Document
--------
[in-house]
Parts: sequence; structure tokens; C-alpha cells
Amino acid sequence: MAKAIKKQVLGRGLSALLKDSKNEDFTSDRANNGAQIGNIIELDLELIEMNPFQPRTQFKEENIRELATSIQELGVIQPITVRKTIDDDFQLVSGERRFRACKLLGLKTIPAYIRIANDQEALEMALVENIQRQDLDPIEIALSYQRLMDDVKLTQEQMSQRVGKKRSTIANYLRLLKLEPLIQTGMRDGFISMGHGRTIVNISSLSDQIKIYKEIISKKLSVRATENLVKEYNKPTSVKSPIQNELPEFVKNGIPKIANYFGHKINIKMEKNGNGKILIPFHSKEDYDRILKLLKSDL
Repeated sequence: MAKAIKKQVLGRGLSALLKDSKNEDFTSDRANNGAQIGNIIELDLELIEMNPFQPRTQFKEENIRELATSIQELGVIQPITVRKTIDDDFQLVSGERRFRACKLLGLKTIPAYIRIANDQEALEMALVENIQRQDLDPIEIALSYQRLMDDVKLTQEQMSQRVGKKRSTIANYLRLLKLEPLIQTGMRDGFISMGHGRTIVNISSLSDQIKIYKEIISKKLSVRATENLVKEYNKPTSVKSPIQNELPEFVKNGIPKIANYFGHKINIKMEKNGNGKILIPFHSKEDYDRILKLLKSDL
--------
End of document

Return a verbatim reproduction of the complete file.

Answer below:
[in-house]
Parts: sequence; structure tokens; C-alpha cells
Amino acid sequence: MAKAIKKQVLGRGLSALLKDSKNEDFTSDRANNGAQIGNIIELDLELIEMNPFQPRTQFKEENIRELATSIQELGVIQPITVRKTIDDDFQLVSGERRFRACKLLGLKTIPAYIRIANDQEALEMALVENIQRQDLDPIEIALSYQRLMDDVKLTQEQMSQRVGKKRSTIANYLRLLKLEPLIQTGMRDGFISMGHGRTIVNISSLSDQIKIYKEIISKKLSVRATENLVKEYNKPTSVKSPIQNELPEFVKNGIPKIANYFGHKINIKMEKNGNGKILIPFHSKEDYDRILKLLKSDL
Repeated sequence: MAKAIKKQVLGRGLSALLKDSKNEDFTSDRANNGAQIGNIIELDLELIEMNPFQPRTQFKEENIRELATSIQELGVIQPITVRKTIDDDFQLVSGERRFRACKLLGLKTIPAYIRIANDQEALEMALVENIQRQDLDPIEIALSYQRLMDDVKLTQEQMSQRVGKKRSTIANYLRLLKLEPLIQTGMRDGFISMGHGRTIVNISSLSDQIKIYKEIISKKLSVRATENLVKEYNKPTSVKSPIQNELPEFVKNGIPKIANYFGHKINIKMEKNGNGKILIPFHSKEDYDRILKLLKSDL